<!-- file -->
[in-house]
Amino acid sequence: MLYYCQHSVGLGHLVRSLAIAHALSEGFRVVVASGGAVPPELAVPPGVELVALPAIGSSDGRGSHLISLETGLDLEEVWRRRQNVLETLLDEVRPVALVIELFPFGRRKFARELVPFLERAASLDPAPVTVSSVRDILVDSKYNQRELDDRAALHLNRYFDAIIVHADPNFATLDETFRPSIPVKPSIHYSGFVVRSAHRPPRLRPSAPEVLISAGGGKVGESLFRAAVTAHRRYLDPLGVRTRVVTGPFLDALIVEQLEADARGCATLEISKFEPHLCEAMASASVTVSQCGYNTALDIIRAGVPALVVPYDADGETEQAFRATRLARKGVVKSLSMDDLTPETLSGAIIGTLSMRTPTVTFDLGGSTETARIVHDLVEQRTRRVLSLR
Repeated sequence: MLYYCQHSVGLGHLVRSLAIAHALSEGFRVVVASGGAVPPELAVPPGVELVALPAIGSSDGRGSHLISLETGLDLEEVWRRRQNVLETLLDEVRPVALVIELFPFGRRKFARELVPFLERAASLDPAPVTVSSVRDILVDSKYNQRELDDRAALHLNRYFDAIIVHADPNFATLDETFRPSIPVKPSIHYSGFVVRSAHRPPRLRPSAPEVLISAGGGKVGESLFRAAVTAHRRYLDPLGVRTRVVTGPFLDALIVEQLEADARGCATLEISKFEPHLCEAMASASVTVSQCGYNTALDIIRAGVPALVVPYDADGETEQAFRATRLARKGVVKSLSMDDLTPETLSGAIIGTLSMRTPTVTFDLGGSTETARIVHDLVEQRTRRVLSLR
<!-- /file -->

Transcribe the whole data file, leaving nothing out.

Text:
[in-house]
Amino acid sequence: MLYYCQHSVGLGHLVRSLAIAHALSEGFRVVVASGGAVPPELAVPPGVELVALPAIGSSDGRGSHLISLETGLDLEEVWRRRQNVLETLLDEVRPVALVIELFPFGRRKFARELVPFLERAASLDPAPVTVSSVRDILVDSKYNQRELDDRAALHLNRYFDAIIVHADPNFATLDETFRPSIPVKPSIHYSGFVVRSAHRPPRLRPSAPEVLISAGGGKVGESLFRAAVTAHRRYLDPLGVRTRVVTGPFLDALIVEQLEADARGCATLEISKFEPHLCEAMASASVTVSQCGYNTALDIIRAGVPALVVPYDADGETEQAFRATRLARKGVVKSLSMDDLTPETLSGAIIGTLSMRTPTVTFDLGGSTETARIVHDLVEQRTRRVLSLR
Repeated sequence: MLYYCQHSVGLGHLVRSLAIAHALSEGFRVVVASGGAVPPELAVPPGVELVALPAIGSSDGRGSHLISLETGLDLEEVWRRRQNVLETLLDEVRPVALVIELFPFGRRKFARELVPFLERAASLDPAPVTVSSVRDILVDSKYNQRELDDRAALHLNRYFDAIIVHADPNFATLDETFRPSIPVKPSIHYSGFVVRSAHRPPRLRPSAPEVLISAGGGKVGESLFRAAVTAHRRYLDPLGVRTRVVTGPFLDALIVEQLEADARGCATLEISKFEPHLCEAMASASVTVSQCGYNTALDIIRAGVPALVVPYDADGETEQAFRATRLARKGVVKSLSMDDLTPETLSGAIIGTLSMRTPTVTFDLGGSTETARIVHDLVEQRTRRVLSLR